Häfla Hammerforge, situated on Häfla Stream was founded in 1682. The works then included one hammer and two fires.
The factory was granted its privileges in 1683 with the authorisation to produce 45 tons malleable iron yearly. The privileges were granted on the grounds that charcoal produced from own forests was used and that the requirements for pigiron were covered by the factory owner's tenants.
The beginning of the 18th century large reconstruction’s of the forge as well as of the waterpower plants were made in order to increase the production.
In 1742 the privileges for production were increased to 90 tons malleable iron. Nora and Linde mining districts were to supply the pig iron.
When the forge was built the iron was refined according to the "German forging method". At the beginning of the 19th century a long period of experiments for new methods started and in 1882 Lancashire furnace were installed for producing blooms until the forge shut down in 1924.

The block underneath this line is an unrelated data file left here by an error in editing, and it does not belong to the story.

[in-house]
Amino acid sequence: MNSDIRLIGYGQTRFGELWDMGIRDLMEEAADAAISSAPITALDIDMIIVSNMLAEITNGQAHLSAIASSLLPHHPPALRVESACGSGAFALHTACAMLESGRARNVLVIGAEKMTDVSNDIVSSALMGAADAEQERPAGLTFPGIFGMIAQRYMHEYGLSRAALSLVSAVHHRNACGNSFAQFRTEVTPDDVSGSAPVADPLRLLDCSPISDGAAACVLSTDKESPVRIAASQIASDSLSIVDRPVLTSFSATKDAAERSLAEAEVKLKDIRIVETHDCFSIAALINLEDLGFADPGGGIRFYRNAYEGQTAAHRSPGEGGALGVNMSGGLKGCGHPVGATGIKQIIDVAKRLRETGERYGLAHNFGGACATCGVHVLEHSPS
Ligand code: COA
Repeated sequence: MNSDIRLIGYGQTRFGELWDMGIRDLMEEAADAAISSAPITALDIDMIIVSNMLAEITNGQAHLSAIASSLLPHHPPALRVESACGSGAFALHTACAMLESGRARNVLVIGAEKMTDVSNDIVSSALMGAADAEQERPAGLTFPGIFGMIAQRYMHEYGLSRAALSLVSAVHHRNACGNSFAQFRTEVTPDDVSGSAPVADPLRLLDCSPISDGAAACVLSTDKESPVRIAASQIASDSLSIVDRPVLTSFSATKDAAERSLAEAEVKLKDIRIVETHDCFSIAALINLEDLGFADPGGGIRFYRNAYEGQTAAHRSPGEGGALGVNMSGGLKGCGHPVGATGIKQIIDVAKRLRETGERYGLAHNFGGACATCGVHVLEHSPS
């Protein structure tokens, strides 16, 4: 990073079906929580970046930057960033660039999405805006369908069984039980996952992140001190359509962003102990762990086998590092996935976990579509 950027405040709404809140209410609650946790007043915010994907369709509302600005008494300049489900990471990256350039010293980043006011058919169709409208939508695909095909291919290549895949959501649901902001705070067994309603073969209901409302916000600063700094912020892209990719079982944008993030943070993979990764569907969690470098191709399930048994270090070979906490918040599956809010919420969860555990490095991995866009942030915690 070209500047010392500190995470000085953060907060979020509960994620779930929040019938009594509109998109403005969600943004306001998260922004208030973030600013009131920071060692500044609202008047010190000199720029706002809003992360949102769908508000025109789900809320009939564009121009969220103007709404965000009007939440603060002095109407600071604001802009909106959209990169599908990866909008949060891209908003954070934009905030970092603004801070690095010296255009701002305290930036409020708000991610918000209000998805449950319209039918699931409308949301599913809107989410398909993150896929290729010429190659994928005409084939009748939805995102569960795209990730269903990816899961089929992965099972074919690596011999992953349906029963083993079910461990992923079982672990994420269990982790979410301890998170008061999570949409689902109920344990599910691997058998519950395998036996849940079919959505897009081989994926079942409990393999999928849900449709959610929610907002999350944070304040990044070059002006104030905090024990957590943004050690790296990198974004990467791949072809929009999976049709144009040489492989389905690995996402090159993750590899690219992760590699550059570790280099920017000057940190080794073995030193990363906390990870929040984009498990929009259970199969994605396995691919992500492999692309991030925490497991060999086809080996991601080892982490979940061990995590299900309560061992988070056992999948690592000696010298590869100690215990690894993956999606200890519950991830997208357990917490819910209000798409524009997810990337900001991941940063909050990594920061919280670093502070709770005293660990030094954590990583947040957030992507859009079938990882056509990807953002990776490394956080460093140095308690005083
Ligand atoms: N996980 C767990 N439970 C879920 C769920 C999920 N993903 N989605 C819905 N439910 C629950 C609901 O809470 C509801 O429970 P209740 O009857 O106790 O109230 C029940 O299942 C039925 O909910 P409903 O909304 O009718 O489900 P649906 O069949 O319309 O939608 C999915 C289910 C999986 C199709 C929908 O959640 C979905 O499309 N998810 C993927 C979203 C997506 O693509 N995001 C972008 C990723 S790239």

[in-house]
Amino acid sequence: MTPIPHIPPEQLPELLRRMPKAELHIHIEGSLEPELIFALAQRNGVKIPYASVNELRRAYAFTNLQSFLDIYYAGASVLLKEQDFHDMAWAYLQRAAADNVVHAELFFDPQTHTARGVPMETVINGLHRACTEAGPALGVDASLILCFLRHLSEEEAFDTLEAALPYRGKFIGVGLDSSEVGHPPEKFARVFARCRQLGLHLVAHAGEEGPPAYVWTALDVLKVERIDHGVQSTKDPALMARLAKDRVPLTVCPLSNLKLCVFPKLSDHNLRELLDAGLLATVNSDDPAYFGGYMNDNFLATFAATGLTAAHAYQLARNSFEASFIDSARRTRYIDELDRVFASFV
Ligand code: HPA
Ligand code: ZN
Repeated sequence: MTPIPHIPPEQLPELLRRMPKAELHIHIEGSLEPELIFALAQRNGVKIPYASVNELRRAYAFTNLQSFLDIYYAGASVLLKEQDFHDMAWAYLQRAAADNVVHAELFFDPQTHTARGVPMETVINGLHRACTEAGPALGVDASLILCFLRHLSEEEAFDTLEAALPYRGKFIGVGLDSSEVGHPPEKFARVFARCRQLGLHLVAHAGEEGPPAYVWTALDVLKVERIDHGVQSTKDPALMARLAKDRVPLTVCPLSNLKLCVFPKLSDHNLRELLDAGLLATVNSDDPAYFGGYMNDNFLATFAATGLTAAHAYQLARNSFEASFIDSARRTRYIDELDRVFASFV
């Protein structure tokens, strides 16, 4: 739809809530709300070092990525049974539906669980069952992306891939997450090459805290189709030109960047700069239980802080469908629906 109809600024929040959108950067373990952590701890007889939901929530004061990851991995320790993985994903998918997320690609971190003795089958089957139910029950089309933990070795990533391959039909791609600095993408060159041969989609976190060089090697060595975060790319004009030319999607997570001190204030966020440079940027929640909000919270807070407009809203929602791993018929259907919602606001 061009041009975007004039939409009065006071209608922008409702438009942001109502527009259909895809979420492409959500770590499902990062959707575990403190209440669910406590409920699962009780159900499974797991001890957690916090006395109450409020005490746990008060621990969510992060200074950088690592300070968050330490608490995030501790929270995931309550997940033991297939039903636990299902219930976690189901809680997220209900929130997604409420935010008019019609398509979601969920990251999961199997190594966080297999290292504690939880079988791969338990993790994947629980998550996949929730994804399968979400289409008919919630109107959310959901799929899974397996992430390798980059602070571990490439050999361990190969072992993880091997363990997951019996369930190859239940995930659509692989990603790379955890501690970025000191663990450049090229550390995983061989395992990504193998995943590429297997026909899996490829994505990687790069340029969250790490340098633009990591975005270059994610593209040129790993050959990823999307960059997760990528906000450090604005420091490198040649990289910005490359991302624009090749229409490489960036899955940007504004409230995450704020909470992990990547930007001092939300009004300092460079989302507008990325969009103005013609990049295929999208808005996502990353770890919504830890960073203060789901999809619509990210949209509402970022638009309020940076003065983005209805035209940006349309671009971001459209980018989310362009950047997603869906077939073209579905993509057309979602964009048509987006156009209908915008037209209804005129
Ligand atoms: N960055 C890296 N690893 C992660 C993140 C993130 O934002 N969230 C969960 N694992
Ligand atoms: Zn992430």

In 1827 "Skjerforsa mill and sawmill" situated 5 km downstream from Häfla Övre Bruk was purchased. A factory for manufactured iron was erected. This was used for manufacturing nails, fine bar iron, horseshoes, fools and the like.
In 1846 the Häfla works received unrestricted manufacturing rights. During the years 1861 - 1900 the works ran a rolling-mill at the Middle works, where Häfla mill now is situated.
In 1924 all activities at Häfla Övre Bruk were shut down. The hammer forge was opened for one day in 1934 when declared a historical industrial monument by the Swedish Technical Museum. In 1990 Häfla Hammer forge was declared a national memorial.
Today you find a well preserved German forge heath furnace, the only one in the country, and a Lancashire hearth as well as a tilt hammer from 1829 made entirely by wood and a front hammer from the 1 1830's. The hammer has a wooden shaft and an iron head weighing 700 kilos manufactured in Finspång. You will also find a "Bagges blast engine" in the building.